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LETTER OF THE DAY - Speed up insurance claims

Published:Tuesday | June 5, 2012 | 12:00 AM

THE EDITOR, Sir:

Garth Rattray's column 'Burdensome, excessive injury claims' (The Gleaner, June 4, 2012) was very interesting and enlightening to the public. However, there is another side to the problem.

There is urgent need for upgrading of medical treatment of the severely and moderately injured from these motor vehicle crashes (MVCs)! The medical profession, especially older doctors, need to believe in their patients' symptoms. The legislators can make laws that decrease the hassle of claiming from an accident.

Take, for example, a patient with a Grade I open fracture tibia from an MVC, who has to wait a week or two to get surgical treatment which leads to a poor outcome. Therefore, the insurance payout has to be higher than necessary!

In most standard centres, this can be treated early within six hours, with less chance of infection and no permanent deficit. In our setting, it is treated late, with a high risk of infection and poor outcome.

Insurance companies make a significant profit annually. They can invest in critical care and allow proper treatment of these injuries so that the outcome is better and the payout less.

Another approach could be that hospitals tap into this great pool of resources to fund treatment of accident victims such as buying implants which are expensive.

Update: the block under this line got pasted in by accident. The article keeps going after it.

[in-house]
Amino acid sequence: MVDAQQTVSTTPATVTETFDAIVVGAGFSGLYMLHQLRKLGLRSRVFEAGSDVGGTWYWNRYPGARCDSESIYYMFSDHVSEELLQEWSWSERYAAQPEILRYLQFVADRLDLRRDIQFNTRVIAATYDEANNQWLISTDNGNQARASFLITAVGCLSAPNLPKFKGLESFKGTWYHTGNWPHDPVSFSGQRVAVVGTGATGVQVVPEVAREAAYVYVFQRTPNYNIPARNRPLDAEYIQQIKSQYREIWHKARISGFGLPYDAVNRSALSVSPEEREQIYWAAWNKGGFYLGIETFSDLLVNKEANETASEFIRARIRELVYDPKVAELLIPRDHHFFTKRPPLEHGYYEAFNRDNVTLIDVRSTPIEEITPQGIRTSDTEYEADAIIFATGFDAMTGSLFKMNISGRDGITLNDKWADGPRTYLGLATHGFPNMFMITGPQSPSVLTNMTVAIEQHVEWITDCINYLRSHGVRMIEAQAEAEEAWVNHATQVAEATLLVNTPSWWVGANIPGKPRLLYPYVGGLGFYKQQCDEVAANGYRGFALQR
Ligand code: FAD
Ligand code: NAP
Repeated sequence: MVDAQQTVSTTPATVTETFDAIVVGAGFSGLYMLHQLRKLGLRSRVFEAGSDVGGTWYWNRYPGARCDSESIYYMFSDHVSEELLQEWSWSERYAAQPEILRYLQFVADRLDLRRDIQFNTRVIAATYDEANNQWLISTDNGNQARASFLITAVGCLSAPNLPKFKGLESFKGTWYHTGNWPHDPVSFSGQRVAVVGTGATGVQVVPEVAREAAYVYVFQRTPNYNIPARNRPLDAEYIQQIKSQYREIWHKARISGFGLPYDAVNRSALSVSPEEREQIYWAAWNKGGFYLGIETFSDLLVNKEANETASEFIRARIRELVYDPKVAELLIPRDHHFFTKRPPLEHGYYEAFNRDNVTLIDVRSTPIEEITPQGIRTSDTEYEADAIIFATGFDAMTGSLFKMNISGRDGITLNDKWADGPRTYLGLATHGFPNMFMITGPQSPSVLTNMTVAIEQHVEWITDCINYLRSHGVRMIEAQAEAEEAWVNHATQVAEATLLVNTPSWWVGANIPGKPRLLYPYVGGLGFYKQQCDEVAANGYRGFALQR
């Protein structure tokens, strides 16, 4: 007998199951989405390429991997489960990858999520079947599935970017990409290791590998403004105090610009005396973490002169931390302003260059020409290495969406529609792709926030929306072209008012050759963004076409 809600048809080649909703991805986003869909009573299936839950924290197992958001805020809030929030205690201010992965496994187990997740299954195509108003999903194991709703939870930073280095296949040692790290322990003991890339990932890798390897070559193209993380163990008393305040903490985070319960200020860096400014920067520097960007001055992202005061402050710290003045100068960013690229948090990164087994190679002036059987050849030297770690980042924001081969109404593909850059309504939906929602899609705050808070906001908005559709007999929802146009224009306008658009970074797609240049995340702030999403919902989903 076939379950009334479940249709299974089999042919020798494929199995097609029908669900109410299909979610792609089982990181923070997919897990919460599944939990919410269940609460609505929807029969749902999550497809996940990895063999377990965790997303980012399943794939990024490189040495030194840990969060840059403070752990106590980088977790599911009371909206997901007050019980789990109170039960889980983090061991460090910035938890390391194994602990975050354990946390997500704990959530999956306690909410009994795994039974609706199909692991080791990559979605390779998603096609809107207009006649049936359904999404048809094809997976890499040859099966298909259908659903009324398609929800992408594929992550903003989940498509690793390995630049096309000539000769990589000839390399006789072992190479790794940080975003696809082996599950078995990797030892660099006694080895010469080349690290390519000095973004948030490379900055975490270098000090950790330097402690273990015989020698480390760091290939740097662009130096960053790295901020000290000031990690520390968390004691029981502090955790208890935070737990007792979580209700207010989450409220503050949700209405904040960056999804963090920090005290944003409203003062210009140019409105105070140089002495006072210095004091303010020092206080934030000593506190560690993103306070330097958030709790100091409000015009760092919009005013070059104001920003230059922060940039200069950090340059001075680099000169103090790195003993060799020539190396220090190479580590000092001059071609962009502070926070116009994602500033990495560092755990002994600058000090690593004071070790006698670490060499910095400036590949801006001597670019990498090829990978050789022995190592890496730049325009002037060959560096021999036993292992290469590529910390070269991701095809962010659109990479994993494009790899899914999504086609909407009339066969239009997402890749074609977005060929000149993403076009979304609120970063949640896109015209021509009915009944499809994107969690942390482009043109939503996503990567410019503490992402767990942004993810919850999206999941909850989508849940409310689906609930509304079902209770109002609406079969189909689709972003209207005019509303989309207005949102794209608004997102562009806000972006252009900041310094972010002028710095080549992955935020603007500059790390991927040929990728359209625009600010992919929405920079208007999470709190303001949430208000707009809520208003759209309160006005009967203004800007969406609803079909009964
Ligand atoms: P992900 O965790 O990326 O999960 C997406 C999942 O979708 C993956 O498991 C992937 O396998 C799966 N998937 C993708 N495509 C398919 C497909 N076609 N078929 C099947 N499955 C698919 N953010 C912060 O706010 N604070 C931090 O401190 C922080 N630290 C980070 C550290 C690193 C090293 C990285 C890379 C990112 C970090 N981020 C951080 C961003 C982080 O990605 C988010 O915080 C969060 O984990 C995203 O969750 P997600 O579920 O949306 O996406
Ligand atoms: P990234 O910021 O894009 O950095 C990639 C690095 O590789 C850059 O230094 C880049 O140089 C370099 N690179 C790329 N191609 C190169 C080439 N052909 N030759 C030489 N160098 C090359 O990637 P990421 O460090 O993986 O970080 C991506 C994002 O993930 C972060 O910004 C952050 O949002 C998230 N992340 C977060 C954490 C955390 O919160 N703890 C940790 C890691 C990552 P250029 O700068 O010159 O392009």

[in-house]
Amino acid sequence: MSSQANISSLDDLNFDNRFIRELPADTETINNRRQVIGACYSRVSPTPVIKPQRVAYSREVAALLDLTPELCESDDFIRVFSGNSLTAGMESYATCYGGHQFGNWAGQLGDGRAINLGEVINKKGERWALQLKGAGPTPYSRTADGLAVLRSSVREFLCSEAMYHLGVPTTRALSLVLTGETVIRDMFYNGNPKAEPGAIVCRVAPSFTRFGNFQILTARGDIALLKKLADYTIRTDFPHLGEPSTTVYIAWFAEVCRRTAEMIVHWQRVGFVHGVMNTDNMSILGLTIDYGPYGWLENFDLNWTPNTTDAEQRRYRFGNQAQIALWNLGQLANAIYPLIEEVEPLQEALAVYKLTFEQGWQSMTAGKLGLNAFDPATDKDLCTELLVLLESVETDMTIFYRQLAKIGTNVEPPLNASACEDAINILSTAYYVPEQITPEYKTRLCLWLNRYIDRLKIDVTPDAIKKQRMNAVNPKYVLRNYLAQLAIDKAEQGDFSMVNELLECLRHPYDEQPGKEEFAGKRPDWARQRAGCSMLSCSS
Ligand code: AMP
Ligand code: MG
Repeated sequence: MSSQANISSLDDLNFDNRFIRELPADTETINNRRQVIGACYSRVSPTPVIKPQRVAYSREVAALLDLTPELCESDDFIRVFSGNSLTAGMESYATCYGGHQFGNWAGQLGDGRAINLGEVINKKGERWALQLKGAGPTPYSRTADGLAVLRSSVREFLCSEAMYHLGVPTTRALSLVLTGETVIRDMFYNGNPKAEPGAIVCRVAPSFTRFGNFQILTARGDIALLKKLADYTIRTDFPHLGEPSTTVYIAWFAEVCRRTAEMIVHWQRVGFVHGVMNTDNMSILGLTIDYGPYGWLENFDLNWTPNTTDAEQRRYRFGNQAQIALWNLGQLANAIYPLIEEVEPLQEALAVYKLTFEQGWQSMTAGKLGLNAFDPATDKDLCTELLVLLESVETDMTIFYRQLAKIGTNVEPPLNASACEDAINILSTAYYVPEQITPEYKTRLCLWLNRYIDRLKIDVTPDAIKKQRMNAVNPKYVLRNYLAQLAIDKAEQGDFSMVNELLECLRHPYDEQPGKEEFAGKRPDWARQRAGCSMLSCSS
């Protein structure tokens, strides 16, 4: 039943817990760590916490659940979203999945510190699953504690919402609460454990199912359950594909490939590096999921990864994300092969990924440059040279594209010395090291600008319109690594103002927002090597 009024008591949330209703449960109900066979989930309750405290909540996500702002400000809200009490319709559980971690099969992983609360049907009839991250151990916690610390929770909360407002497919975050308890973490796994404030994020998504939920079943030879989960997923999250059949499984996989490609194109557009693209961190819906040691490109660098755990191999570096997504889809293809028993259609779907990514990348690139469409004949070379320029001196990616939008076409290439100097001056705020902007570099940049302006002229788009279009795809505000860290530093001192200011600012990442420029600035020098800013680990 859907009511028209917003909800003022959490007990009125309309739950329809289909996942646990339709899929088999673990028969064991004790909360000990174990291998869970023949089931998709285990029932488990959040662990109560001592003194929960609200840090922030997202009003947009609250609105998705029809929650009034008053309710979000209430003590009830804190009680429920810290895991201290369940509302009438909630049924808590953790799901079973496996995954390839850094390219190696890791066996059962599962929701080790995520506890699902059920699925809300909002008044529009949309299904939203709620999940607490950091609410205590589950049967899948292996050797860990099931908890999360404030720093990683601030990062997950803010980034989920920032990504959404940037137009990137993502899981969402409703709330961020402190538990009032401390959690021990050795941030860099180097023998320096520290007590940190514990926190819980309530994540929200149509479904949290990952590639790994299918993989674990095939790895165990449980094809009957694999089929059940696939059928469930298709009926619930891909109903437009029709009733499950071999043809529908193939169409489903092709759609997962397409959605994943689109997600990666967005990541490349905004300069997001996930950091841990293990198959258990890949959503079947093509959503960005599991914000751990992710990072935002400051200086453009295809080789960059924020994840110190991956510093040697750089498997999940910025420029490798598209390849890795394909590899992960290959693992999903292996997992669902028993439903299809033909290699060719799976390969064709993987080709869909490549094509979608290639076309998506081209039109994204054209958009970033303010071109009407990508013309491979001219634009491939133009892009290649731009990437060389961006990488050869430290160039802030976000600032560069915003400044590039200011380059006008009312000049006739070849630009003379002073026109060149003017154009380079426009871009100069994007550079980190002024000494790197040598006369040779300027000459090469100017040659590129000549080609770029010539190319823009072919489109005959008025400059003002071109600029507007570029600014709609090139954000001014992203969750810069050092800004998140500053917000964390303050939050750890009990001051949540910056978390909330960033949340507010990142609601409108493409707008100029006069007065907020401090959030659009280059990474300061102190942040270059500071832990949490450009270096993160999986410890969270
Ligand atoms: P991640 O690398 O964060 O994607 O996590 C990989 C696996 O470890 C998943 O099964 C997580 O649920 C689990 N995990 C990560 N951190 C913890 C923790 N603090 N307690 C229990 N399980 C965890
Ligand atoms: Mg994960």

One should also bear in mind that the persons who sustain minor injuries turn up later in life with the long-term sequelae of the injuries such as cervical spondylosis and chronic back pain, with no history of subsequent injuries.

no test for pain

There is no test available to detect pain or the extent of pain. Patients have different pain thresholds, and so minor injury to one can be significant to another. Pain and suffering are real, and as doctors we need to believe our patients. Why should we believe a patient has a headache, but not a back ache from an injury?

We also need to realise that the next thing coming will be claims against doctors who have treated patients badly in some cases, but because of ethical, credible, expert medical evidence against another doctor, there is no room for claims.

The country also lacks a patient advocate, and so these things go unnoticed. Doctors have malpractice insurance and so should settle claims from this, and patients should be encouraged to claim so that we see improvement in medical treatment.

DENTON BARNES (Dr)

carniff02@yahoo.com